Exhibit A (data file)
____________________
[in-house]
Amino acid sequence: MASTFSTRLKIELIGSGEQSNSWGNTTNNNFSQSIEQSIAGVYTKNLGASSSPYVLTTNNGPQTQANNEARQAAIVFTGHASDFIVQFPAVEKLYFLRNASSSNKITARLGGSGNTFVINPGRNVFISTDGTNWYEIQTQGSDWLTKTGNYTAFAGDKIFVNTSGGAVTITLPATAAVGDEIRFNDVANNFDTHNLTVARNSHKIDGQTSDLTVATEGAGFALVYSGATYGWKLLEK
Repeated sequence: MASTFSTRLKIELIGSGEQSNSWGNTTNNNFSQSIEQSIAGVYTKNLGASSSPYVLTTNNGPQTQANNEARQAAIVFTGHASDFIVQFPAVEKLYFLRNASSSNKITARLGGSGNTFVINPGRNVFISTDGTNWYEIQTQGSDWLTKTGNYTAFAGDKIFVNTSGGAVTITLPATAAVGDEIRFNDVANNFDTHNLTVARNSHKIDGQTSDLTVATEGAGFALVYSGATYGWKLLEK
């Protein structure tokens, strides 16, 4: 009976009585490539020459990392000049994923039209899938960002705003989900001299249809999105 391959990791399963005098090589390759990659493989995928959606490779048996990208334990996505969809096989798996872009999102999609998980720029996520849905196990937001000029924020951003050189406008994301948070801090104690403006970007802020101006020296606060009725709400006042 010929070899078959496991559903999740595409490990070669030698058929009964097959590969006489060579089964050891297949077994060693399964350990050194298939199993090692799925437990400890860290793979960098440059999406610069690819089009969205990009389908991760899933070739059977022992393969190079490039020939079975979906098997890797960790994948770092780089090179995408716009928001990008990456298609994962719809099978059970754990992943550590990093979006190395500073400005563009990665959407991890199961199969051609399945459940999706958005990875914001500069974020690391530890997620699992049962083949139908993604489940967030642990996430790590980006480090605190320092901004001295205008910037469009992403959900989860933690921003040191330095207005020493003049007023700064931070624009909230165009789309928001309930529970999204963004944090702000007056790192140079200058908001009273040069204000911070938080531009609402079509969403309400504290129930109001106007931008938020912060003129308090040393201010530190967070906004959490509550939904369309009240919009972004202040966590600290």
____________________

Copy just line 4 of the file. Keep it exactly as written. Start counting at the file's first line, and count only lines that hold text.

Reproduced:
């Protein structure tokens, strides 16, 4: 009976009585490539020459990392000049994923039209899938960002705003989900001299249809999105 391959990791399963005098090589390759990659493989995928959606490779048996990208334990996505969809096989798996872009999102999609998980720029996520849905196990937001000029924020951003050189406008994301948070801090104690403006970007802020101006020296606060009725709400006042 010929070899078959496991559903999740595409490990070669030698058929009964097959590969006489060579089964050891297949077994060693399964350990050194298939199993090692799925437990400890860290793979960098440059999406610069690819089009969205990009389908991760899933070739059977022992393969190079490039020939079975979906098997890797960790994948770092780089090179995408716009928001990008990456298609994962719809099978059970754990992943550590990093979006190395500073400005563009990665959407991890199961199969051609399945459940999706958005990875914001500069974020690391530890997620699992049962083949139908993604489940967030642990996430790590980006480090605190320092901004001295205008910037469009992403959900989860933690921003040191330095207005020493003049007023700064931070624009909230165009789309928001309930529970999204963004944090702000007056790192140079200058908001009273040069204000911070938080531009609402079509969403309400504290129930109001106007931008938020912060003129308090040393201010530190967070906004959490509550939904369309009240919009972004202040966590600290």